Schemas and Tables
Schemas and Tables

Power BI has changed the business intelligence (BI) landscape forever, enabling BI professionals and regular Excel users alike to work with big data and build beautiful and insightful dashboards. Integral to the Power BI platform is the data model. 

This course discusses fundamental concepts of data modeling design within Power BI. We explore Microsoft's recommended best practices as well as common data modeling complications and the solutions to them. This course will prepare learners to develop data models strategically to achieve the best performance.

Learning Objectives

  • Identify the primary components of data models and describe flat schemas and star schemas
  • Diagnose common Power BI data modeling issues within models and recommend appropriate solutions to them
  • Identify common challenges in Power BI data models, implement smart solutions, and avoid common mistakes

Intended Audience

  • Business professionals whose job requires them to design and build data models in Power BI
  • Anyone preparing to take the Microsoft DA-100 exam


To get the most out of this course, you should be familiar with preparing data using Power BI.


Data models are made up of tables and relationships. The way the tables and relationships are laid out is referred to as the schema, we have all seen one very common type of schema, the flat schema. The flat schema is tables. These are two-dimensional with columns and rows and they work great if your data is under a few hundred thousand data points and your goal is to perform some basic analysis on a column of data.

The limitation of this model is that adding just one column results and adding one data point for every single row that already exists. So when we start handling big data in the hundreds of thousands, tens of millions, even billions of records, we need to move to a dimensional schema which is when we graduate to the star schema. The star schema can ignore the irrelevant data in the model while running a calculation. The star schema is so named because it usually has one central events table which has relationships to a number of detailed tables. When we use star schemas, we segregate the data into two purposes, fact data and dimension data.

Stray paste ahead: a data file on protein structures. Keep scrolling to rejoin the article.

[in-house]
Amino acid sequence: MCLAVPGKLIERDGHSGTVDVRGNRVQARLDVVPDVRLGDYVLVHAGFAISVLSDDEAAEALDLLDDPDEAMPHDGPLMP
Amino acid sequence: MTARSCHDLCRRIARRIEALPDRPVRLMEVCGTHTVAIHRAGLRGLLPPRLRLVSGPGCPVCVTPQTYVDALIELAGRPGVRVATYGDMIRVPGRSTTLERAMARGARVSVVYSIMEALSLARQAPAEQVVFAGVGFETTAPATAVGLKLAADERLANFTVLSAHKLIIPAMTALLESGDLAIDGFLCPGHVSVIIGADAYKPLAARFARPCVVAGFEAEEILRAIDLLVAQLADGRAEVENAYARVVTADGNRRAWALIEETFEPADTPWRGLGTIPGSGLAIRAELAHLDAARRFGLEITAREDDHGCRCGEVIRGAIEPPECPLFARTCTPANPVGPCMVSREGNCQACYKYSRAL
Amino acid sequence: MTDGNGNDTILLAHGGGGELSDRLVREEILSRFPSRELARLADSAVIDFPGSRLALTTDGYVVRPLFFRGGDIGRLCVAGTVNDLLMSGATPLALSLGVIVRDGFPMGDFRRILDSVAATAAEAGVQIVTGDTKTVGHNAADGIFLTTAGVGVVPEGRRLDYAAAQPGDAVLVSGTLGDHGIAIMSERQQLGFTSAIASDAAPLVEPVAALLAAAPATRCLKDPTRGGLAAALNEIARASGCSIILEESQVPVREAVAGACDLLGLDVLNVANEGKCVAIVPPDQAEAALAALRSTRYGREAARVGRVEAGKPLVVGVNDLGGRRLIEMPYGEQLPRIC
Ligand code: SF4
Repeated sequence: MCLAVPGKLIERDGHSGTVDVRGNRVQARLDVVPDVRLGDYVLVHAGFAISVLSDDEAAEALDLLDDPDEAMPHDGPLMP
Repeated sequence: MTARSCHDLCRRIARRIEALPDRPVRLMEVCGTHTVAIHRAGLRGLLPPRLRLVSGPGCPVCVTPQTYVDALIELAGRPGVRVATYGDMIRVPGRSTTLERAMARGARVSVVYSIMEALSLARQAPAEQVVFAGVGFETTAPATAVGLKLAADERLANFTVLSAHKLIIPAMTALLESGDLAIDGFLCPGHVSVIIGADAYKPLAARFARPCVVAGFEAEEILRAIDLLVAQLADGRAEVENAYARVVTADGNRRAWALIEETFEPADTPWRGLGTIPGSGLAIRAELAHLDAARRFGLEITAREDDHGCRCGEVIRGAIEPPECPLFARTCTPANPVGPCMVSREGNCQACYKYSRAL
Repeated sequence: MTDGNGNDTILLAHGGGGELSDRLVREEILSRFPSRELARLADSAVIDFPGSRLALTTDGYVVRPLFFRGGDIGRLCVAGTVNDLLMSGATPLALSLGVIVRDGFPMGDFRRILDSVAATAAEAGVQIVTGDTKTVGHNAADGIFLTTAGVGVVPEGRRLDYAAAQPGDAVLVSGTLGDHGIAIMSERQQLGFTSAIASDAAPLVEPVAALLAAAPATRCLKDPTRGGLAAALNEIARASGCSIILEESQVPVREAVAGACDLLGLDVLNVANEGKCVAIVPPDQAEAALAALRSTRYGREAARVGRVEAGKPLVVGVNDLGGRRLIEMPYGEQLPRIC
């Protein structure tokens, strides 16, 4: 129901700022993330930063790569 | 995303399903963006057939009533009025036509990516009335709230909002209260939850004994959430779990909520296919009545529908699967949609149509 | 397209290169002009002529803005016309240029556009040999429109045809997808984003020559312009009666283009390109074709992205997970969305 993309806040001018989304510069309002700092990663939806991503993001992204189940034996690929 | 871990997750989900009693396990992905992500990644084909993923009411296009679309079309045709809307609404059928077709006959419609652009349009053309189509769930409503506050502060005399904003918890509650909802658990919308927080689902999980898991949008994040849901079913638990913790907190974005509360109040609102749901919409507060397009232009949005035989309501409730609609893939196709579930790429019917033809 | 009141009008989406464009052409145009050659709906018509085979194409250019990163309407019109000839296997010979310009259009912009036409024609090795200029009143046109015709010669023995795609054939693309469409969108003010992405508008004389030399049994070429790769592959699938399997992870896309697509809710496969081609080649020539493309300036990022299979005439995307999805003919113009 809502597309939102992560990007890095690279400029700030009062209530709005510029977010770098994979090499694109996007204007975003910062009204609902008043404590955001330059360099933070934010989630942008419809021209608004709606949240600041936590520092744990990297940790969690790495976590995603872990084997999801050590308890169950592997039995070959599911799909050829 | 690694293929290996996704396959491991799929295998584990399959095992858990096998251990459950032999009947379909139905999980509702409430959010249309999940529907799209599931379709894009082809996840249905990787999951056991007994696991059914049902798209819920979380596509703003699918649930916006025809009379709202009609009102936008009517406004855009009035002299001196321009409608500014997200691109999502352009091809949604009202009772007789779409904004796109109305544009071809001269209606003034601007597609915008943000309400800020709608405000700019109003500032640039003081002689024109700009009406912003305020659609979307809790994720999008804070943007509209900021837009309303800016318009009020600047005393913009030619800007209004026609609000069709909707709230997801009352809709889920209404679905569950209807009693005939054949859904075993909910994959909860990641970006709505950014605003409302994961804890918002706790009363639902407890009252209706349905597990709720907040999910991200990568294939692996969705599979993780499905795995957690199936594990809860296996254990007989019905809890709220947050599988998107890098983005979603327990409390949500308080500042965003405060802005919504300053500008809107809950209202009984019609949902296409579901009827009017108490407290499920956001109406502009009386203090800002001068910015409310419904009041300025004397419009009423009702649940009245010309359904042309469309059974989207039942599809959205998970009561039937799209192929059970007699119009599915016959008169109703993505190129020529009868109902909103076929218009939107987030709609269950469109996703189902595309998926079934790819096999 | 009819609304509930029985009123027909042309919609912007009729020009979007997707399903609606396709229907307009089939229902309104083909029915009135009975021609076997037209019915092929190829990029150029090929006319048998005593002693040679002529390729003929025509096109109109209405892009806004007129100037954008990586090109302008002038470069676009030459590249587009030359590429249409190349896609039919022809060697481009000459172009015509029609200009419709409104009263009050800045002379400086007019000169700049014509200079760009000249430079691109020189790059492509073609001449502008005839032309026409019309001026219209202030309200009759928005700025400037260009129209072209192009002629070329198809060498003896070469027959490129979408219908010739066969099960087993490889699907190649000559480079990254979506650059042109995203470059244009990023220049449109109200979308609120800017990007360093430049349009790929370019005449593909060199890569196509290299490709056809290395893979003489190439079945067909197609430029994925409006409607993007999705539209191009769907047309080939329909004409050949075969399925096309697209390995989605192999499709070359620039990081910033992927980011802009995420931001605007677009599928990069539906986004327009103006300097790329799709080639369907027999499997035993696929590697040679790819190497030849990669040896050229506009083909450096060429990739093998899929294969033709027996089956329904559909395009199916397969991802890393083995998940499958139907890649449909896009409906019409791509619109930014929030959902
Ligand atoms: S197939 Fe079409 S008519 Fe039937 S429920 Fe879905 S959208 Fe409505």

Fact data is a list of events that drive a business process. The data is usually calculable and the fact tables often have records in the high thousands, millions and billions. Think of sales transactions. Each transaction is an individual numerical data point and we calculate those data points to measure business performance.

Dimension data on the other hand, is all the details that describe the fact data. Dimension tables contain categories and subcategories, locations and business channels, client areas, and employees involved in the fact events. Each cluster of dimension data gets its own table, so we tend to have multiple dimension tables.

We use this dimension data to describe the fact data and because the fact data measures in the millions, we need to distill all that information down to a small understandable measure. This process is called aggregation. Aggregation is the process of taking a bunch of numerical data points and measuring them in such a way that produces a single numerical representation of all that data. You already know the basic aggregations like sum, average, count, min and max, et cetera.

About the Author

Chelsea Dohemann is a Senior Technical Trainer and Microsoft Certified Master with almost a decade of experience in technology training. She has taught an array of applications from Microsoft products including Office 365 web apps, Microsoft Office Suite, Power BI, VBA for Excel, and SharePoint to Adobe Acrobat Pro and Creative Cloud. Being a persistent learner herself, Chelsea is acutely in-tune with the challenges of learning. She presents her topics in plain language, with real-world examples, reducing complex concepts down to their simple parts.